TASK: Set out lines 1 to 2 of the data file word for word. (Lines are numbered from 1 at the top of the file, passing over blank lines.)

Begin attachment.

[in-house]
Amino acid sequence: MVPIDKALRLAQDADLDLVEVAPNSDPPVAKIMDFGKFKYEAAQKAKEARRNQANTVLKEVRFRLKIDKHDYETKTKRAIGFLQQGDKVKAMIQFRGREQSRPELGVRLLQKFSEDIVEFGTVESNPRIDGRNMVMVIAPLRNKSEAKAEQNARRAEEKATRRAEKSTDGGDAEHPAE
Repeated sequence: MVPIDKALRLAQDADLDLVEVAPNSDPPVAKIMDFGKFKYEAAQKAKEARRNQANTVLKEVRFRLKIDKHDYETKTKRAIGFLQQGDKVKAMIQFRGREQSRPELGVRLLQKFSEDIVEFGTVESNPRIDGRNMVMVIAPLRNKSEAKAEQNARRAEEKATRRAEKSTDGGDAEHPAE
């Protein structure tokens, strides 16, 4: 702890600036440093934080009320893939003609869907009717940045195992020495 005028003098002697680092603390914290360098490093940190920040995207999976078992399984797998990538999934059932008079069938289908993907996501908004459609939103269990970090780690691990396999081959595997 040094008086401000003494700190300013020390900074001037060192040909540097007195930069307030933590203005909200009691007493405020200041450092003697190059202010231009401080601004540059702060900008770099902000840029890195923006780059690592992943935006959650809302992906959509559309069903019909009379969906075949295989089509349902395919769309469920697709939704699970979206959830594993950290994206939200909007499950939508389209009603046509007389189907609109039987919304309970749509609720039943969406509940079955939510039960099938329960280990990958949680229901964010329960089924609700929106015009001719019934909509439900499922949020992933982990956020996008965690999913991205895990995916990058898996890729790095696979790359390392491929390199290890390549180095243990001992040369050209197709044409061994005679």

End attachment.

[in-house]
Amino acid sequence: MVPIDKALRLAQDADLDLVEVAPNSDPPVAKIMDFGKFKYEAAQKAKEARRNQANTVLKEVRFRLKIDKHDYETKTKRAIGFLQQGDKVKAMIQFRGREQSRPELGVRLLQKFSEDIVEFGTVESNPRIDGRNMVMVIAPLRNKSEAKAEQNARRAEEKATRRAEKSTDGGDAEHPAE